Tympanometry is a non-behavioral test of middle ear function, which means it requires no voluntary response on the part of the client being tested. It can be routinely utilized by the HIS clinician in private practice, and should become a regular part of a client test battery. As health care professionals know, one cannot base conclusions on one single test. As math teachers always say, “It takes two dots to make a line.” In our field, air-bone gaps seen in Pure Tone Testing can be backed up by a quick, five-minute assessment of Tympanometry.
The purpose of this article is to describe the principles behind commonly used Tympanometry, how it is done, and how to interpret the results. The general thrust here is to familiarize clinical practitioners, in the clearest way possible, with generally known and widely accepted procedures of Tympanometry.
inner ear is filled with fluids called perilymph and endolymph. Perilymph, which fills the outer two boney labyrinths
is similar to the fluid that surrounds the brain; namely, cerebral-spinal fluid. The inner membranous labyrinth is filled
with endolymph, which has the opposite chemical composition. The job of the cochlea is to transduce fluid motion
energy into electrical energy, because this is the “language” the brain understands.
Outer and Middle Ear Resonances and Speech
shows that our outer and middle ears actually improve our hearing for the high-frequency consonants of speech. The middle ear ossicles resonate 24 best at around 2000 Hz, and the middle ear space has two other resonances of 750-900 Hz and 1200 Hz. The outer ear canal resonance falls roughly between 1500 and 4000 Hz. Together, the outer and middle ears thus serve to create the human hearing sensitivity curve, which shows our very best hearing sensitivity to be between 1000-4000 Hz. This all contributes to better hearing for speech.
Tympanometry and the Middle Ear
Tympanometry involves the use of a probe inserted into the ear canal with a tight seal, so that no air can leak out. The assumption behind Tympanometry is that in order for the middle ear to be most efficient atpassing incoming sounds through it, air pressure should be even on both sides of the TM. Contrary to common belief, Tympanometry does not determine “how much the eardrum wiggles.” The probe has three holes in it to provide: 1) a tiny speaker, 2) a tiny microphone, and 3) a way to change air pressure. The client can feel these air pressure changes during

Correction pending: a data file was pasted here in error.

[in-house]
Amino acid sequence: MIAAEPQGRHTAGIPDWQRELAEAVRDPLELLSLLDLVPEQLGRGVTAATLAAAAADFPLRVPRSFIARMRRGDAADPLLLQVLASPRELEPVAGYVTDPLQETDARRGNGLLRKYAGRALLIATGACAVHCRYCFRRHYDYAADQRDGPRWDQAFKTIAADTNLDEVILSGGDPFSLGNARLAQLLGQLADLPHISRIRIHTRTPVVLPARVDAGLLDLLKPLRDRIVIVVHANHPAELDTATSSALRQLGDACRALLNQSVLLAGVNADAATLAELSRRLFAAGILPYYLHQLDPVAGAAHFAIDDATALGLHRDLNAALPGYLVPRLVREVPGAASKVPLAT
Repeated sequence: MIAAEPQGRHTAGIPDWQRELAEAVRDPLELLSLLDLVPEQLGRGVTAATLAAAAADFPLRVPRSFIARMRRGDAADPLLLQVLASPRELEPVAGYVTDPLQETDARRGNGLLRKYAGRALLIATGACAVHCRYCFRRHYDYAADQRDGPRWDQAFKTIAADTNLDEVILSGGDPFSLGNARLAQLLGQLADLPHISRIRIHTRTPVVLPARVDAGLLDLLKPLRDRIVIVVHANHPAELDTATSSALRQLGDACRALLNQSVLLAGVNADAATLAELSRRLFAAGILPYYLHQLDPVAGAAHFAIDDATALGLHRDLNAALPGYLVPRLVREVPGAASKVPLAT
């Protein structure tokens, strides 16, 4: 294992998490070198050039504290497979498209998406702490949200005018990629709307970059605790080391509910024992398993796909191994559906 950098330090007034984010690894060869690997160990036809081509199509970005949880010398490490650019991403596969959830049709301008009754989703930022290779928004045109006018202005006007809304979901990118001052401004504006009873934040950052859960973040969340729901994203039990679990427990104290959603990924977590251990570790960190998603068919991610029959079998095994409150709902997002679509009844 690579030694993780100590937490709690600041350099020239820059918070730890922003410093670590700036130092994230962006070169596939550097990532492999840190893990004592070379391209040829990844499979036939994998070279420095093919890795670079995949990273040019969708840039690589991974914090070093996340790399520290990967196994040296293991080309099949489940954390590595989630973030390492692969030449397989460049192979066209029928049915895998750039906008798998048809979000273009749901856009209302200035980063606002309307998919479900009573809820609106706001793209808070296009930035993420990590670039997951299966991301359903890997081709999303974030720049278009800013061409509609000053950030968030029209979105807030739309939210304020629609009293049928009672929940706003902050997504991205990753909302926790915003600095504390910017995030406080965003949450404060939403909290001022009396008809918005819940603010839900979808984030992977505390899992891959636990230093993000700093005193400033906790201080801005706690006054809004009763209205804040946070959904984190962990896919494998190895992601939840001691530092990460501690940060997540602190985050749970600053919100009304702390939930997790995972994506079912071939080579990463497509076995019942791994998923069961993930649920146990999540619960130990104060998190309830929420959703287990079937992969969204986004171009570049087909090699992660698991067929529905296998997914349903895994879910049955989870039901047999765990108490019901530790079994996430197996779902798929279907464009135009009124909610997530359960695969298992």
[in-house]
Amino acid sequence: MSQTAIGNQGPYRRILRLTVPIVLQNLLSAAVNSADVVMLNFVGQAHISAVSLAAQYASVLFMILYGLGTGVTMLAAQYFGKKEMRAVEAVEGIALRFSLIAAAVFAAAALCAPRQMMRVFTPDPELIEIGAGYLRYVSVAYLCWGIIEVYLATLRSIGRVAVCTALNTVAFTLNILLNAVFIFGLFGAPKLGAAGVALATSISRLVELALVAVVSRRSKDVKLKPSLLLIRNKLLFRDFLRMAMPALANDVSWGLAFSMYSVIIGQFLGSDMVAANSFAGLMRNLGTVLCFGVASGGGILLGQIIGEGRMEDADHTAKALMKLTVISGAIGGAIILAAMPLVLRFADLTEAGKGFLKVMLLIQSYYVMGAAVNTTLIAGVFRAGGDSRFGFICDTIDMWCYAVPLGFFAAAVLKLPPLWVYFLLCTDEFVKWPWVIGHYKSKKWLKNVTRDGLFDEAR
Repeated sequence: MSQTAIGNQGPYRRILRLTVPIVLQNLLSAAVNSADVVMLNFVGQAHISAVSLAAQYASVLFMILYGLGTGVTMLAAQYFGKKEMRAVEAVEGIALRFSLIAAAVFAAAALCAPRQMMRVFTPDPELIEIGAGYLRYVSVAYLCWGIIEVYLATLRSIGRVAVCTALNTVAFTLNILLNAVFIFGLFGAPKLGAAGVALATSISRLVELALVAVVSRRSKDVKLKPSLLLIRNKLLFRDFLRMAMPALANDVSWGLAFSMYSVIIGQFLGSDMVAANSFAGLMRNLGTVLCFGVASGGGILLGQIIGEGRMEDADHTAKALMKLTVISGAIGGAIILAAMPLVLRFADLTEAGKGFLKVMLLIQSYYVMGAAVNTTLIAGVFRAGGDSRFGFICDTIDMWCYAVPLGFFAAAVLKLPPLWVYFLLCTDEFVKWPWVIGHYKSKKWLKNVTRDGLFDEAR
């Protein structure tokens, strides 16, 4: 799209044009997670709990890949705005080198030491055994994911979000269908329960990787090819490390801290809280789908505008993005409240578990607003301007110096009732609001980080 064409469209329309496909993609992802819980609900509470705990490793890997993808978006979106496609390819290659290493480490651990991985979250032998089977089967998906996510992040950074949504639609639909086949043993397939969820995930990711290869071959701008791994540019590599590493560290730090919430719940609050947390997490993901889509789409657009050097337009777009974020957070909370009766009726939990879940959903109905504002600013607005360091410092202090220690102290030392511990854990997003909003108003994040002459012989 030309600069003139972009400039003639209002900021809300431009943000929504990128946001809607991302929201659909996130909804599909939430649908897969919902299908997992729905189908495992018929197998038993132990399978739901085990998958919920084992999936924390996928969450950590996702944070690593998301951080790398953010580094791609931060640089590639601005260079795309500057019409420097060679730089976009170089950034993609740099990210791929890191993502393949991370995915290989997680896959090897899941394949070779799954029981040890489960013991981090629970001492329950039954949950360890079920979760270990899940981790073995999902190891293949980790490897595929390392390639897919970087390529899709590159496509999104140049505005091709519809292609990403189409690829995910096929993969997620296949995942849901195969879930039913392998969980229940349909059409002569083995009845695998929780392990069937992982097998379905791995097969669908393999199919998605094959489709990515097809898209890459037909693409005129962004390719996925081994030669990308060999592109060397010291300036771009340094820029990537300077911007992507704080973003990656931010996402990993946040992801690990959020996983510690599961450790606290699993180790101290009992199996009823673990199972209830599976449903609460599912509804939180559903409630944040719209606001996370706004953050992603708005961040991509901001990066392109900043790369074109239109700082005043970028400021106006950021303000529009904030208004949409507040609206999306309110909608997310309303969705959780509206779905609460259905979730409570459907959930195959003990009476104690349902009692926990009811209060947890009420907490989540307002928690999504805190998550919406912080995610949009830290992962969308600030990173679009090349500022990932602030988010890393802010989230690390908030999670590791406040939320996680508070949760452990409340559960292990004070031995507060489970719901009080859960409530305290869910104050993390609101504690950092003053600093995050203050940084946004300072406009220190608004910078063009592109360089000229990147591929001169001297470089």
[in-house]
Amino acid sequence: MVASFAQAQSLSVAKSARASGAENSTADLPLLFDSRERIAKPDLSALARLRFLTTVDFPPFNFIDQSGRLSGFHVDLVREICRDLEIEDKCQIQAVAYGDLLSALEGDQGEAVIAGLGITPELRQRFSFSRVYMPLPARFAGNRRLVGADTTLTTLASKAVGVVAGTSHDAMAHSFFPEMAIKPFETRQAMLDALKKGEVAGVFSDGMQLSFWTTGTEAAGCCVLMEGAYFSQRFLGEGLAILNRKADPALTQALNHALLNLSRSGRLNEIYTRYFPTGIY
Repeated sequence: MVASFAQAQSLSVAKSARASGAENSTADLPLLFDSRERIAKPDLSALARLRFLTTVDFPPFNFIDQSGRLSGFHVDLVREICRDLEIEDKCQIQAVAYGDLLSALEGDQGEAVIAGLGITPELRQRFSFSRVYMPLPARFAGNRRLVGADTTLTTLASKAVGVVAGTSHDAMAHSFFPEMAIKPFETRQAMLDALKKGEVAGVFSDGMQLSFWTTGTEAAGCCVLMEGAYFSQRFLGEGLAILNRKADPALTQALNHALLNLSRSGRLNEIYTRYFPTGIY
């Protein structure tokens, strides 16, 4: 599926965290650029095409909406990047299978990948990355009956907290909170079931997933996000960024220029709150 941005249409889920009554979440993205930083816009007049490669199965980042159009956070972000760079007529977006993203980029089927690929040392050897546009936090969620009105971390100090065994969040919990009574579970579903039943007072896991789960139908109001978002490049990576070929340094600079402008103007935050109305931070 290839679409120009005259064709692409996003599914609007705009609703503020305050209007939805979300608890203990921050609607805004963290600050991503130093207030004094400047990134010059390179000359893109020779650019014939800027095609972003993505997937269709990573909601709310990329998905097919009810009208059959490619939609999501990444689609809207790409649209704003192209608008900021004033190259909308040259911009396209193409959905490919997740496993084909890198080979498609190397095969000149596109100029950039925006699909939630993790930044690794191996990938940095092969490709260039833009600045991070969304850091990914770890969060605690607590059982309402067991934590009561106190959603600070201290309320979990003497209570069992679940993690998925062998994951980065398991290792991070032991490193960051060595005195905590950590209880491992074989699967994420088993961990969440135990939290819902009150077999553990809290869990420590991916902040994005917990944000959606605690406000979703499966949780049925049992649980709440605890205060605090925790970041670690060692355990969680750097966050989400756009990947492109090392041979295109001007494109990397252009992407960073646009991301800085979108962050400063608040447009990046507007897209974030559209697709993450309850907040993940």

the test. During the air pressure changes, a steady low-frequency tone at 70 dB sound pressure level (SPL) is presented through the probe speaker, and the probe microphone picks up whatever sound bounces back off from the TM. If the least amount of sound bounces back off the TM when the air pressure in the outer ear canal is at regular room air pressure, this means. the air pressure behind the TM is the same. In this way, Tympanometry measurement in the outer ear canal tells us about the middle ear air pressure behind the TM!
Why Does Tympanometry Typically Use a Low-Frequency Tone?
With Tympanometry, we test the com-pliance of the middle ear by measuring the amount of low-frequency tone reflecting off the stiff middle ear as a function of air pressure changes. Compliance is the opposite or inverse of stiffness. Tympanometry uses a low-frequency tone because the middle ear is a “stiffness dominated system.” The middle ear system, which involves the TM and ossicular chain, is always stiff, but it is least stiff when
the air pressure is even on both sides of the TM. The middle ear ossicles are tiny and therefore, do not have much mass. Stiffness is therefore the main source of opposition to the passage of sound through the middle ear. Stiffness opposes the passage of low frequencies and resonates with high frequencies, while mass opposes the passage of high frequencies and resonates with low frequencies. A low- frequency tone is used so that some sound will bounce off from the TM, even when the middle ear is least stiff. If it didn’t, the sound would pass through the TM and there would be nothing left for us to measure! Now consider the normal situation, when the air pressures inside the outer ear canal and the middle ear space are both at regular room air pressure. When the low- frequency Hz tone is presented at 70 dB SPL, some of it will pass through the stiff middle ear system, but because the middle ear is a stiffness dominated system, some of it will bounce back off the TM. With positive or negative air pressure in the outer ear canal however, the air pressure is made to be different from that inside the middle ear space, and this makes the normally stiff middle ear system become stiffer yet. In these situations, even more sound bounces off the TM and less goes through it. In other words, with uneven air pressure on both sides of the TM, the Middle ear is made temporarily more stiff than it usually is and therefore, less efficient. Consequently, more of the low- frequency sound bounces off the TM!